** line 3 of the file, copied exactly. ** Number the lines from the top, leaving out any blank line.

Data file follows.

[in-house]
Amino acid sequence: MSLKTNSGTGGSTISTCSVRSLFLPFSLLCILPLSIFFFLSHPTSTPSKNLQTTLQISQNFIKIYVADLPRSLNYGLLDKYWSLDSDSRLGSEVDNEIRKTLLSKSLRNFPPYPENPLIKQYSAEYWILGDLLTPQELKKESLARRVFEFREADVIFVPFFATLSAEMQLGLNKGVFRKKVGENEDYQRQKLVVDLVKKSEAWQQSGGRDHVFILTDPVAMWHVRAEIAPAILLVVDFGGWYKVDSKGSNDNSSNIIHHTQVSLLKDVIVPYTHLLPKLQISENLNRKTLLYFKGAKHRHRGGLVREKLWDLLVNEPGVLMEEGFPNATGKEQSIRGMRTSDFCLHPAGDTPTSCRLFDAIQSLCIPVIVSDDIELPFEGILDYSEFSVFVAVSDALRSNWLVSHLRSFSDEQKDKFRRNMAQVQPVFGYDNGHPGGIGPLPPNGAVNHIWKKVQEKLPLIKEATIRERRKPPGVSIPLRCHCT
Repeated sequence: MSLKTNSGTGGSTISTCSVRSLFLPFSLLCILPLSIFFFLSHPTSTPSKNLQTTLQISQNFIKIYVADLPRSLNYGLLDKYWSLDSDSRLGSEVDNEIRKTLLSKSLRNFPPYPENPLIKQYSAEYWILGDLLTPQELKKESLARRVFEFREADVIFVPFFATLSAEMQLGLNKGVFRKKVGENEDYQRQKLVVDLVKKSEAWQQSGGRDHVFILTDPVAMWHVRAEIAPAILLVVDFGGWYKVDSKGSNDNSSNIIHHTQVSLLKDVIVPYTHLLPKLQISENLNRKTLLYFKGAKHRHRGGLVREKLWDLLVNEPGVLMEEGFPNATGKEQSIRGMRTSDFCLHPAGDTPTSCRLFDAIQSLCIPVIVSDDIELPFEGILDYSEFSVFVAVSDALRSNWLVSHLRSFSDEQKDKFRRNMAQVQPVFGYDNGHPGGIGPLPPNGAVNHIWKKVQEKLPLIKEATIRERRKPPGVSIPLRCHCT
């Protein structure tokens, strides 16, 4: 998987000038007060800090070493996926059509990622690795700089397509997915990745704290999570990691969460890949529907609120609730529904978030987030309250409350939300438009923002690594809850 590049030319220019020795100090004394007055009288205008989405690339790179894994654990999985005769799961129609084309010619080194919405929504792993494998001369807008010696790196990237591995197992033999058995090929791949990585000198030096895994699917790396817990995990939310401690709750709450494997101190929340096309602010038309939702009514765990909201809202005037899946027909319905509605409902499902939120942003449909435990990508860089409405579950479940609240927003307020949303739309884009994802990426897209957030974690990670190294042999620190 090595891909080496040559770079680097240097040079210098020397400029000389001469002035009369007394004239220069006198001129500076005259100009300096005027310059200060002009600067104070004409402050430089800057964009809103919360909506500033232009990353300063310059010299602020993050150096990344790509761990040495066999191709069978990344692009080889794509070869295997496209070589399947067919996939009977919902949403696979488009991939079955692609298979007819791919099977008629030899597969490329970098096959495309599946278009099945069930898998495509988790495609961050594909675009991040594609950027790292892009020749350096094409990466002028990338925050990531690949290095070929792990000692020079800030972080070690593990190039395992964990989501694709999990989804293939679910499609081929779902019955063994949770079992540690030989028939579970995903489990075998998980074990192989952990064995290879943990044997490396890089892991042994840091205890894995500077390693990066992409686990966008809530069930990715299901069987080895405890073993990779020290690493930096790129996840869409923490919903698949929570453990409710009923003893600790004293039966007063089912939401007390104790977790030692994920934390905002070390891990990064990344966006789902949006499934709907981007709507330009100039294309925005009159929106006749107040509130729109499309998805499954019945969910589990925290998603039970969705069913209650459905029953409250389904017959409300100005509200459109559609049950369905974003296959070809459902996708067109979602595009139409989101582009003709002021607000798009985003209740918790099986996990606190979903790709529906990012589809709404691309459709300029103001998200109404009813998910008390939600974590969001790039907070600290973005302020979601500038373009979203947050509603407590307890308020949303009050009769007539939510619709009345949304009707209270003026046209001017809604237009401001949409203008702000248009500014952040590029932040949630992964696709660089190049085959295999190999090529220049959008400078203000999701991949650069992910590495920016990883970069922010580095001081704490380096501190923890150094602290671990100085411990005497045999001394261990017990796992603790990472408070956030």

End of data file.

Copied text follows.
Repeated sequence: MSLKTNSGTGGSTISTCSVRSLFLPFSLLCILPLSIFFFLSHPTSTPSKNLQTTLQISQNFIKIYVADLPRSLNYGLLDKYWSLDSDSRLGSEVDNEIRKTLLSKSLRNFPPYPENPLIKQYSAEYWILGDLLTPQELKKESLARRVFEFREADVIFVPFFATLSAEMQLGLNKGVFRKKVGENEDYQRQKLVVDLVKKSEAWQQSGGRDHVFILTDPVAMWHVRAEIAPAILLVVDFGGWYKVDSKGSNDNSSNIIHHTQVSLLKDVIVPYTHLLPKLQISENLNRKTLLYFKGAKHRHRGGLVREKLWDLLVNEPGVLMEEGFPNATGKEQSIRGMRTSDFCLHPAGDTPTSCRLFDAIQSLCIPVIVSDDIELPFEGILDYSEFSVFVAVSDALRSNWLVSHLRSFSDEQKDKFRRNMAQVQPVFGYDNGHPGGIGPLPPNGAVNHIWKKVQEKLPLIKEATIRERRKPPGVSIPLRCHCT